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What Is House Arrest and the Sentinel Monitoring System?

If you face time in county jail and fear losing your job because of this, it is smart to consider house arrest and Sentinel Monitoring System. (Diversified Monitoring & Scram has replaced Sentinel for home monitoring services in Los Angeles, Riverside and Orange Counties for 2017).  This can be a way to serve one’s time in county jail while still fulfilling one’s employment obligations if one can work from home via phone calls and e-mail.
In a Nutshell: House arrest is a way for a defendant to serve his or her county jail sentence at home and continue to work, sometimes even with permission to travel to and from home to work.  House arrest is usually not approved for domestic violence or sex offenses.  It is not free, as one must be fitted with a GPS device to monitor defendant’s whereabouts.
In certain cases, the judge may even permit the defendant to drive to and from work, religious activities, grocery shopping, laundry, school, counseling, doctor / dental appointments and Alcoholics Anonymous (AA) or Narcotics Anonymous (NA) meetings.

This article is meant to clarify what is possible through Sentinel, which is the only court-approved home monitoring system for Los Angeles County.  Sentinel also offers services in Riverside, Ventura and San Diego counties, but not Orange County.  In Orange County, Diversified Monitoring & Scram handles Orange County house arrest cases.

Long Beach CourthouseLong Beach Courthouse

The program is not for everyone.  For example, some domestic violence cases are ineligible, as are most sex offense matters.  Likewise, someone who is going to serve more than 90 days may not want to serve such time on house arrest because there is no “good-time / work-time” credit available on house arrest, at least presently.  The client will usually serve the full amount of time.

There are three devices that Sentinel provides for three basic programs.  The first is a radio frequency (RF) home monitoring device.  This is for “house arrest” as most of us understand it.  The device is a two part system.  The first part is an anklet device that is non-removable and water-proof.  It transmits a signal to a larger device that then sends a signal to the local police department, either through a land-line or cell phone device.  This cell-phone capability is improved technology, as this device used to require the client to have a land-line.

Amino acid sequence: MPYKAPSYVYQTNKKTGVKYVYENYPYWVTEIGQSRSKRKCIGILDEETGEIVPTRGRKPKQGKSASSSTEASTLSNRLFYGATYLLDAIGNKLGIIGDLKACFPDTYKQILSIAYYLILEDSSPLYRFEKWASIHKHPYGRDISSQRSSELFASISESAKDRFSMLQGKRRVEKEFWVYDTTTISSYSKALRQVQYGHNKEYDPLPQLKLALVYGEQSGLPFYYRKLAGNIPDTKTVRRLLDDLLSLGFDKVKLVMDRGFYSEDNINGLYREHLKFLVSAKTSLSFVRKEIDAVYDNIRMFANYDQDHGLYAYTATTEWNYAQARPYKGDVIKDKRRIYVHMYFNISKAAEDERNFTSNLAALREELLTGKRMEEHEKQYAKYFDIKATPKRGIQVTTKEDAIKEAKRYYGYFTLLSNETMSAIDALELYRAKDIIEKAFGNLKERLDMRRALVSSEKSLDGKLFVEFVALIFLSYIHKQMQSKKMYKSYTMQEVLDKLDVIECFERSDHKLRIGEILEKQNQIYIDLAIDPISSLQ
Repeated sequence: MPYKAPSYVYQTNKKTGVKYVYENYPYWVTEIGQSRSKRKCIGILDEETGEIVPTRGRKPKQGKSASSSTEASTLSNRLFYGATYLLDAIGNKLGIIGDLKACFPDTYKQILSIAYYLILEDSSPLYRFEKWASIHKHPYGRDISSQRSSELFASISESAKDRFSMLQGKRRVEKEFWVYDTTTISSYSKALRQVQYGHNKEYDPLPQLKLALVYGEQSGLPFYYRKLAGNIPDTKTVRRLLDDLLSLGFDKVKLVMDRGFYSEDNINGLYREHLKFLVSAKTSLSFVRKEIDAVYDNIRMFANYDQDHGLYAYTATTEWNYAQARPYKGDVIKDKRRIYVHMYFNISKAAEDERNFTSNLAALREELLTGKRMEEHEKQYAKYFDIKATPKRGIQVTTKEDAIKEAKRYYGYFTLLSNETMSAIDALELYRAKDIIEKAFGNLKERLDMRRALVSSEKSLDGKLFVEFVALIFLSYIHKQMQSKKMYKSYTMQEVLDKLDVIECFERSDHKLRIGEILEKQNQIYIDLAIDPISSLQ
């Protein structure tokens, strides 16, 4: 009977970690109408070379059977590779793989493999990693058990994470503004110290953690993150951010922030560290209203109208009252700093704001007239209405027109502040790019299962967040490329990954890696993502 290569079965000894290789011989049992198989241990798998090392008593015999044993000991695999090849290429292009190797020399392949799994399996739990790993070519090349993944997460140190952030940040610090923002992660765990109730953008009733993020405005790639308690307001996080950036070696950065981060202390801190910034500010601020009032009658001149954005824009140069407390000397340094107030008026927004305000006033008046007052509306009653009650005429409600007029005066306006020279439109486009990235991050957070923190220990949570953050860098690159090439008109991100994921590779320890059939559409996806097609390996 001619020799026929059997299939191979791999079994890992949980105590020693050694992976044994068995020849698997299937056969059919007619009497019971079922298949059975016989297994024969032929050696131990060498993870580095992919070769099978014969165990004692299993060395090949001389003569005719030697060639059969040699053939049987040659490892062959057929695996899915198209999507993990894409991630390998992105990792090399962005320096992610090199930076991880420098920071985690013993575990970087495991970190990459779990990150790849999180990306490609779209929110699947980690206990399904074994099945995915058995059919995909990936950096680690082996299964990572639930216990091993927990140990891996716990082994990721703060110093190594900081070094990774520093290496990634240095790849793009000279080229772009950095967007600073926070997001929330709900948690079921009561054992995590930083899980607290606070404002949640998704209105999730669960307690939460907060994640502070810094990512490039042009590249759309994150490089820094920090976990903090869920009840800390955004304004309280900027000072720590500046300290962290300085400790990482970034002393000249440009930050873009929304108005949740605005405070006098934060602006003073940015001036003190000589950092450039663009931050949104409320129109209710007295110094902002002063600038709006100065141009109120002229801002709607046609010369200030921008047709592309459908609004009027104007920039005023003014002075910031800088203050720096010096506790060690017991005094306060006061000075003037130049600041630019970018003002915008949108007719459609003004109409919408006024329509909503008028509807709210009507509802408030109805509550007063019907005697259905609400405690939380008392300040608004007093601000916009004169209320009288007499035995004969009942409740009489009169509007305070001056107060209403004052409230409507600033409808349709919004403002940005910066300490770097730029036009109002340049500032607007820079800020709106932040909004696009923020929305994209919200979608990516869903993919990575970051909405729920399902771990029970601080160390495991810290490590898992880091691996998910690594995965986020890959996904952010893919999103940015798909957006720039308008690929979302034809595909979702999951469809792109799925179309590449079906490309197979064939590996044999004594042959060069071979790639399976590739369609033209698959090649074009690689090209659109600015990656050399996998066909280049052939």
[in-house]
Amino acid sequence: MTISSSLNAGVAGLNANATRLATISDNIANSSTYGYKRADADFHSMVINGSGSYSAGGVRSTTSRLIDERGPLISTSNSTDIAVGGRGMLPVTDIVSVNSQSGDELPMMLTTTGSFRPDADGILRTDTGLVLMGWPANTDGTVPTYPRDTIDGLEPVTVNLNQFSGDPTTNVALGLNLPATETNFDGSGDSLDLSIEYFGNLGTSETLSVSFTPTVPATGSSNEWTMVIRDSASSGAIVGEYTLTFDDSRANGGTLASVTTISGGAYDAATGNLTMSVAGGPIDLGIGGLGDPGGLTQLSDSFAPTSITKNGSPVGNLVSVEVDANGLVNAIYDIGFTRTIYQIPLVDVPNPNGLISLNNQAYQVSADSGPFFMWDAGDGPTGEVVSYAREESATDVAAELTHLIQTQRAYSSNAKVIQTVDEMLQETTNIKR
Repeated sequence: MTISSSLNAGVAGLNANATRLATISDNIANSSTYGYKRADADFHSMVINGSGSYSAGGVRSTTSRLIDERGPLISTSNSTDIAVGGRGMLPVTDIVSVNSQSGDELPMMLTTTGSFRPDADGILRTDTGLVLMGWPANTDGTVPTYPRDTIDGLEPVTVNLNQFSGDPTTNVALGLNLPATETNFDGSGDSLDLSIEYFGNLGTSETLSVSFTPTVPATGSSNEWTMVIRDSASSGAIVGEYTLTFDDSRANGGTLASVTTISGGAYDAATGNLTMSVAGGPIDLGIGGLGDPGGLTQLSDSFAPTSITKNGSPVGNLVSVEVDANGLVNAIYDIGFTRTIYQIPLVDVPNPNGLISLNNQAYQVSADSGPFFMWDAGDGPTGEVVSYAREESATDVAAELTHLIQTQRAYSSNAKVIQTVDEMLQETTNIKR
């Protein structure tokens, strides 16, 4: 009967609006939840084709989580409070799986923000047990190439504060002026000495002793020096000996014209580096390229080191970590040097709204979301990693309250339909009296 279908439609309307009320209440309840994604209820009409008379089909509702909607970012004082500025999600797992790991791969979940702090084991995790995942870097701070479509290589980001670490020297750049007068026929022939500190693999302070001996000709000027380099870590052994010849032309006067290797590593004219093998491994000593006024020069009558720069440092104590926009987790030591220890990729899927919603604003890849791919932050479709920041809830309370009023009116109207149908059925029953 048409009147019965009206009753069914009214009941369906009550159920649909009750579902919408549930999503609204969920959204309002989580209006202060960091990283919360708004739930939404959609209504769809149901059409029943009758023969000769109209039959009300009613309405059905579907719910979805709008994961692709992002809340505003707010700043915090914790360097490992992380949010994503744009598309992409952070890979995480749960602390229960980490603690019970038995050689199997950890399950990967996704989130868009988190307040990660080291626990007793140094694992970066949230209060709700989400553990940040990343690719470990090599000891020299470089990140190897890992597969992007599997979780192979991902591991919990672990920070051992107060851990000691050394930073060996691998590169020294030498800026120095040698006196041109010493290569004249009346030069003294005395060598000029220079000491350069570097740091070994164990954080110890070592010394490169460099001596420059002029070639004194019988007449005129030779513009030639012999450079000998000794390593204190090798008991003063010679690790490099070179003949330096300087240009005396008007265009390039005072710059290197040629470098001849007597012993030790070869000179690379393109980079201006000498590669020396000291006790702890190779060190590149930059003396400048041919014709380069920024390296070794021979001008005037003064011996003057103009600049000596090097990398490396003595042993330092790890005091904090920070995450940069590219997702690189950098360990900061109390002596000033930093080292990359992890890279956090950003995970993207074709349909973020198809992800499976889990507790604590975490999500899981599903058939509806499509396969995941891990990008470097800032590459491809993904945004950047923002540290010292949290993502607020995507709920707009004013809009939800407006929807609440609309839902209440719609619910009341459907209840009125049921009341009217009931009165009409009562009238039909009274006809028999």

If the anklet is cut off or otherwise tampered with, an alert is sent to the local police to respond or investigate further.
The device is supposed to send an alert to the police every hour to confirm that the suspect (wearing the device) is within range of the larger device and thus, at home as ordered.  The device has a back-up battery and a memory card to show the client’s location in case this is ever an issue later.  This device is used most frequently with juvenile cases and misdemeanor cases.

The client is supposed to be inside the house at all times.  It is not allowed to be in one’s backyard, next-door neighbor’s house or even the garage.  One can take a shower with the device, but not a bath because the device cannot be submerged in water.  The device is charged for six months of use.
The second device is a GPS tracking device that simply tracks a client’s movement, i.e. to and from work, AA/NA classes, church, etc., and back home to abide by a curfew.  It is this type of device that allows more flexibility for the client.  The police track the client’s location.  This type of device is used most frequently with high-risk clients.  It must be charged periodically.

The third type of device is an alcohol monitoring system, which is best for a second-time or third-time DUI client.  There are two versions of this system.  One is the more well-known SCRAM device that detects transdermal alcohol emissions every 30 minutes and thus, alcohol intake.  The second version is a BA / RT device, which uses facial image verification to verify the client’s identity and then then allows mobile deep-lung fuel cell testing. 

How to ask for court approval for any of these three devices depends upon the case facts, the terms of the plea bargain and the judge’s evaluation of the case.

We sometimes ask for approval in court before the client ever surrenders for county jail or city jail.  Other times, we prefer not to ask (for fear the judge will say no) and instead contact Sentinel to have the company arrange for pick up from the Century Regional Detention Facility (for women, in Lynwood) or the Men’s Central Jail in downtown Los Angeles.
Some courts, such as Long Beach, Torrance and West Covina, allow for surrenders to Sentinel at court, which is optimal because it avoids the client spending hours or even days being processed through jail.

The cost of having a Sentinel device varies by the device.  The GPS tracking device and the two-piece RF device are the same price, which includes a $57 fee for enrollment (current as of February, 2016) and then a daily fee of $1 to $25.

Sentinel has five locations in the Southern California area – in downtown Los Angeles near Men’s Central, in downtown near CCB, in Compton, in Walnut near the Pomona courthouse and in Lancaster.

For more information about serving time, please click on the following articles:
  1. What Is House Arrest As an Alternative to Jail?
  2. What Is Private Jail?
  3. Prison Sentence?  It May Be Served in County Jail under a New California Law.
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